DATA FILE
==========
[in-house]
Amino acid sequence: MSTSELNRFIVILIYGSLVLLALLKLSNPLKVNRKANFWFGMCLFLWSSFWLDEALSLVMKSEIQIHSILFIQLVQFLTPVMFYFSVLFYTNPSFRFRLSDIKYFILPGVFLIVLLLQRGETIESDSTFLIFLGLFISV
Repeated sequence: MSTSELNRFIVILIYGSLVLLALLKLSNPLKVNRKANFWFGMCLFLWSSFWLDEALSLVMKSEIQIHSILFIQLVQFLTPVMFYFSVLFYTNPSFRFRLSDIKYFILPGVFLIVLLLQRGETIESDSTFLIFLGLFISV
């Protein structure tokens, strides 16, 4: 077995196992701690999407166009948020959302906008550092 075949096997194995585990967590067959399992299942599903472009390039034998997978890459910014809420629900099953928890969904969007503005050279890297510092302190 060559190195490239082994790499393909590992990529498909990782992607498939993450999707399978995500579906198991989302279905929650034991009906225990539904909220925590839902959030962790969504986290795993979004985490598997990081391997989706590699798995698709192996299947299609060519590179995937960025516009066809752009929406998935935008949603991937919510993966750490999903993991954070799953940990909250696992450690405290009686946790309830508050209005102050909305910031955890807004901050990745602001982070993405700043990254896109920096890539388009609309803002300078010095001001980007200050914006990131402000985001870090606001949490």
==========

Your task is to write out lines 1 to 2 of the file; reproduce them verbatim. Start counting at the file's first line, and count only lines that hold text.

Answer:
[in-house]
Amino acid sequence: MSTSELNRFIVILIYGSLVLLALLKLSNPLKVNRKANFWFGMCLFLWSSFWLDEALSLVMKSEIQIHSILFIQLVQFLTPVMFYFSVLFYTNPSFRFRLSDIKYFILPGVFLIVLLLQRGETIESDSTFLIFLGLFISV